Saying that I have 90+% of my own portfolio in index funds and play around with the rest of it myself…

  5. Chuck says:

    You don’t trust them because they have an inherent conflict of interest. However, if you can find an advisor (or planner) that charges a flat or hourly fee, you can trust them more, because they get paid for their knowledge, not their sales. But that is not the only factor. You have to account for the individual, too. It’s tricky.

  6. I do not have a lot of trust in financial advisers either. Well, maybe it’s more in the fact that I do not trust that much money in the hands on an individual or organization that does not have a lot to lose if they lose all of your money.

    • daenyll says:

      I agree, no one cares more for taking care of your money than you do. And comissioned advisors are biased by the fact that they get paid not to get you the best investment but to get you to invest. They may still be trustworthy and honestly seek to get the best for you to get you to come back but it’s still a bias that must be considered.

  7. zapeta says:

    I don’t really trust financial planners, since they have to sell you something to make their money its not in their interest to use your money to buy and hold. I know where I want to go with my finances and with all the information on the internet I can figure out how to get there without a planner.

  8. Martha says:

    Hum, some people must trust them because it is a large field. I think that if you do not have the time or the interest and have money to invest a financial advisor may be the best way to go. Its everything in life, if it seems too good to be true, it probably is… so you have do your research to pick a good one. Just my two cents.

    • ian says:

      Equating quantity to trust (or quality) for these individuals is far from likely. There a plenty of lawyers but they are not known for building trust.
      The quantity of them simply points to a market being available (people who know of investing but are intimidated or lack knowledge) and a low bar to enter the field (put a resume with a 4yr degree on a career website and you will get an offer from a financial adviser company – even if you are physicist).

  9. Shirley says:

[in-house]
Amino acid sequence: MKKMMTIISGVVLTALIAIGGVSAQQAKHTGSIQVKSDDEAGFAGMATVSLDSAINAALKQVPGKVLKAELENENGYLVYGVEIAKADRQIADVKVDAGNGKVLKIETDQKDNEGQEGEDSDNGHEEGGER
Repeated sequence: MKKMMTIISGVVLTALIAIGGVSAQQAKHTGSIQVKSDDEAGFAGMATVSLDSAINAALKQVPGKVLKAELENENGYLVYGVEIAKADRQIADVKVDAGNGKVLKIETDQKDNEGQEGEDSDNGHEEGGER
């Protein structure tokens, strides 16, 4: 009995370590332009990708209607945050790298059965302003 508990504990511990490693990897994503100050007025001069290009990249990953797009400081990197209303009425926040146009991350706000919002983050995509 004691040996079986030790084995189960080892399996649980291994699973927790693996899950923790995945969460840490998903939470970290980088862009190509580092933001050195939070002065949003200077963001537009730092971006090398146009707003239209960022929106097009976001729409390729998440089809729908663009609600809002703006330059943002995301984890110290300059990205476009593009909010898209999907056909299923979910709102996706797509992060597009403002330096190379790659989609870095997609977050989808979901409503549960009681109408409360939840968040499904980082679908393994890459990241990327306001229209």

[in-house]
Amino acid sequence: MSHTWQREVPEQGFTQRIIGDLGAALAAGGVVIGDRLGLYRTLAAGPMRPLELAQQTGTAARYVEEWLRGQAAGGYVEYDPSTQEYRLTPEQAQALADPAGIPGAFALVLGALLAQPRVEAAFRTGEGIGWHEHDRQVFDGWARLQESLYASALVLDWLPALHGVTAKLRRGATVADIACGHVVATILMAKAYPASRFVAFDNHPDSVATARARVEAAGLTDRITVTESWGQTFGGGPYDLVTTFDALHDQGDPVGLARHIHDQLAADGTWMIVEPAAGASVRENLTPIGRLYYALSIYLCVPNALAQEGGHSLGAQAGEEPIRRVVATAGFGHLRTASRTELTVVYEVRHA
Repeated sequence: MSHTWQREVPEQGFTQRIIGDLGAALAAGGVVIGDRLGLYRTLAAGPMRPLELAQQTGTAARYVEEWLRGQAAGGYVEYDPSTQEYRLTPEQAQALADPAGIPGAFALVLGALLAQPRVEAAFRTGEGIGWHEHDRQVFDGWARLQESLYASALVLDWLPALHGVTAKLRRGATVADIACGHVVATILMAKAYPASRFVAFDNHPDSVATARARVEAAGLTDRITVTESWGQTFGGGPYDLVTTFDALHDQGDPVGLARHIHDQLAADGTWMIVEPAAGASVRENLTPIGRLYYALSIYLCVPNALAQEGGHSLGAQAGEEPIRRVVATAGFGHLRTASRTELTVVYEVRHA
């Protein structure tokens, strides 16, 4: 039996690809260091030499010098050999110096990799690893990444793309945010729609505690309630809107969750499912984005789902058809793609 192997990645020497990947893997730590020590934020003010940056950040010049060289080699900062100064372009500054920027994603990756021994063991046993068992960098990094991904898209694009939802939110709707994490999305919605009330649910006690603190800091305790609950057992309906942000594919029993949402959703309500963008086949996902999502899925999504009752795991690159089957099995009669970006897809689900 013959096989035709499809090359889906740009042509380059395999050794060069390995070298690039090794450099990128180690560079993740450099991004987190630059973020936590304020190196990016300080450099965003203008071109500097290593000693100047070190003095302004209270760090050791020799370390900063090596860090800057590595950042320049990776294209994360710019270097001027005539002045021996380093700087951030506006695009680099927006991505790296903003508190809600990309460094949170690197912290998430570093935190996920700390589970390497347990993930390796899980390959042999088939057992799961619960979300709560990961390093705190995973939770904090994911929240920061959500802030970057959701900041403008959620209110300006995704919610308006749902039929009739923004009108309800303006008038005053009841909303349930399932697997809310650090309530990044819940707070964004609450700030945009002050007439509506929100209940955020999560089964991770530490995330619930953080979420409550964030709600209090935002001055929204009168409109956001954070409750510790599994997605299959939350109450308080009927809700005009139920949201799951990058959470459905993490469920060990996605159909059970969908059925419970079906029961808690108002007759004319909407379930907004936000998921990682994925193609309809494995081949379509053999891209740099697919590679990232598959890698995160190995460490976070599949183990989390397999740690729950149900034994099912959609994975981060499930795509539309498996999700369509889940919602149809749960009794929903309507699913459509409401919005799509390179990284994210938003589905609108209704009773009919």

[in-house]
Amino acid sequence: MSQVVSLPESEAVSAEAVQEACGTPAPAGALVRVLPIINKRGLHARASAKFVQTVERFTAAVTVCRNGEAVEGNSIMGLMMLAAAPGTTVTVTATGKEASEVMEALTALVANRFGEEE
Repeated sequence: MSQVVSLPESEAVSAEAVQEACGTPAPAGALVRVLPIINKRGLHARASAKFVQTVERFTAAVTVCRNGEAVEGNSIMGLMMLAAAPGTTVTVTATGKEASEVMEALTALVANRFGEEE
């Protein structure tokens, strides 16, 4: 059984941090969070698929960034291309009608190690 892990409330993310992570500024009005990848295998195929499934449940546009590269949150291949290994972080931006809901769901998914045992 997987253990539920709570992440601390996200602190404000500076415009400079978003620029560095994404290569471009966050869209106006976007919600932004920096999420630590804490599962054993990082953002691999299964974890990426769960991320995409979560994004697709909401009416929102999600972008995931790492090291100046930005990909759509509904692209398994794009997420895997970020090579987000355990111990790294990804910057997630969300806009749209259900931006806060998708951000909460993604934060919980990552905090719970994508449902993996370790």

Hmm… I really can’t imagine needing one. Maybe I just don’t have more finances than I can handle? 🙂

  10. Russ says:

    This is an important topic and one that I think needs to be discussed openly and honestly.

    I am a financial advisor and put my clients’ interests first in all matters. I know that I do a good job for my clients, but of course that is subject to opinion.

    The larger issue, I think, is that as an industry financial services and its advisors haven’t done a good job of earning and keeping the trust of the public.

    Whether it’s Bernie Madoff or a large Wall Street firm taking a leading role in creating some the current economic mess we’re dealing with, it doesn’t take many of these “bad apples” to spoil the bunch.

    I’m not going to ramble on in defense of the value I provide, but I’m interested to see other people chime in about this and hopefully see some other advisors weigh in too.

    I will say that I think the value of a trustworthy advisor isn’t in setting a plan or investing money. It’s in helping people make the necessary adjustments to their plan as they experience the inevitable changes coming from the markets and/or their personal lives.

    • ian says:

      How can an individual properly select a financial adviser based on quantitative measures?

      These questions will be directed to you, but would as easily be asked of the profession in general…
      Do you have a degree in finance or a related field?
      Do you have any nationally accredited certifications?
      What did you do before becoming a financial adviser?